She's a Harvard grad, an acclaimed actress and a humanitarian, but she says she's no role model. Her new movie is The Other Boleyn Girl. Natalie Portman will now take your questions
What have you learned about yourself by portraying powerful women? Dani Araya, Toronto
It has encouraged me to say things authoritatively. Often women preface what they say with "I know this might sound stupid" or "I don't mean to be aggressive, but ..." I tend to do that, so it is great to have the opportunity to play a leader.
You take on a period piece in The Other Boleyn Girl. What is your favorite time in history? Nikki Barrett, York, PA.
I'm really interested in 1920s Berlin. I read this great book by Amos Elon called The Pity of It All. It's about Jewish life in Berlin right before the war. The whole environment of the salons and all this culturethere was a real openness and freedom. It's scary to think the response to that was this incredible fascism.
Does knowing you are a role model affect what parts you choose to play? Nina Chung, Hermosa Beach, Calif.
I don't consider myself a role modelI make mistakes all the time. It's more about how I want to portray women and myself. I played a stripper in Closer, and now it sickens me how many scripts I get where the woman is a stripper or a prostitute. I also have this sort of good-girl imageit's such a virgin-whore thing with female roles.
You once shaved your head for a role. Would you do it again? Will Kooi, Edmond, Okla.
I don't know. I loved having a shaved head, but the growing-out process is really sketchy. I had some odd haircuts.
Most of your movies are very serious. Would you consider working on more comedies? Mariana Córdova, Calexico, Calif.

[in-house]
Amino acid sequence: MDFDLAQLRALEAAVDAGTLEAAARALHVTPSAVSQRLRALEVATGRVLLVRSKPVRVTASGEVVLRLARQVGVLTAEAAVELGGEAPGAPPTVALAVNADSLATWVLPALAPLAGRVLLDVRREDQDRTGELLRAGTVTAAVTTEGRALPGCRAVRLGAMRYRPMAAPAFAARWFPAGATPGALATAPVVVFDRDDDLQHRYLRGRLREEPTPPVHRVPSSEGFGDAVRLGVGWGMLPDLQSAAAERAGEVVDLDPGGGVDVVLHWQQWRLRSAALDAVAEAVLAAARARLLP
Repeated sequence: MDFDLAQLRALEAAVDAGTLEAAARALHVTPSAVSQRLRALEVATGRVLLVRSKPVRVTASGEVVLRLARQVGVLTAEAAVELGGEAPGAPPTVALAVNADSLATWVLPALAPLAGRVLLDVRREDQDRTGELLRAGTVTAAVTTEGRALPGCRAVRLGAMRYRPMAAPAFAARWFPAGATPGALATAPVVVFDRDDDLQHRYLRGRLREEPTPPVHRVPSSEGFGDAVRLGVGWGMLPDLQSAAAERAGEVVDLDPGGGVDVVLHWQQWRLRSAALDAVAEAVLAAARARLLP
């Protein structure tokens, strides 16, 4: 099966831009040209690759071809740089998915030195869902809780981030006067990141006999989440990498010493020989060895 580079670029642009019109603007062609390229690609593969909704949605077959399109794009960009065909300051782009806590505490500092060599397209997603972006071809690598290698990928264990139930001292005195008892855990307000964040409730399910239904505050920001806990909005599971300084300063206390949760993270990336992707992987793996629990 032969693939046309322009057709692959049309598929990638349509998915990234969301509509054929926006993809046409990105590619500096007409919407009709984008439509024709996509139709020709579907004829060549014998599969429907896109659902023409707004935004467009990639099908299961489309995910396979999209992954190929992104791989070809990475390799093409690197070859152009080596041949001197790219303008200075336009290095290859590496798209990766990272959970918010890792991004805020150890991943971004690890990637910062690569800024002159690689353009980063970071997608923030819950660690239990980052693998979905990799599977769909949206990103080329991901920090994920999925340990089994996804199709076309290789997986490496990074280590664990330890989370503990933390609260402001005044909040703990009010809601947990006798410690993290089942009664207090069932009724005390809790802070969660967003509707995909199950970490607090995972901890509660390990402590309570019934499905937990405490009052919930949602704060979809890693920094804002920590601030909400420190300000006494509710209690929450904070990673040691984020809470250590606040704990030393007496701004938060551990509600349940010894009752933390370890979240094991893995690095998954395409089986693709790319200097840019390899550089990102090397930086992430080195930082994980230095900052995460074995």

I would love to, but it is difficult to find something where the woman is funny without endorsing frivolous girldom. I love chick flicks, but I hate the fashion obsession and always wanting to get married at the end--that really bugs me.
How do you feel about the missteps of today's young stars? Ryan Youell, Williamsburg, VA.
You're never going to change the fact that it's hard for some people to deal with their lives, but you can change your reaction. Give them their space and privacy. The worst thing about our society is that it revels in people's difficult times.
As a native of Israel, what role do you think the U.S. government should play in its affairs? Amy Lucio, Riverside, Calif.
I would love to see a government that made demands on Israel and the Palestinians to reach an agreement. Ultimately, it has to come from the people themselves, though. No one is going to like an externally imposed solution.
You work with the Foundation for International Community Assistance. How can micro finance help change women's lives? Henry Zakumumpa, Kampala, Uganda
Microfinance is part of the solution. It is an incredible way to give capital to the world's poorest people, mainly women. With these loans women are able to take agency in their own lives. They don't need to wait around for someone to come help them. We really take that for granted here.
Should celebrities use their stardom to influence voters? Sofia Canbolat, Rotterdam, The Netherlands
Sure. People can listen to a host of influences and still make their own decisions. I'm always interested to hear who the people I respect are voting for. Gloria Steinem wrote this Op-Ed in the New York Times that influenced me toward Senator Hillary Clinton.
Would you ever consider running for office? Dan Walton, Canton, Ohio
I never really considered it, but it's not a bad idea. I'm not going to be getting parts in the next five to 10 yearsI'll be over the hill. [Laughs.] Maybe I can go into politics once I'm too ugly for Hollywood.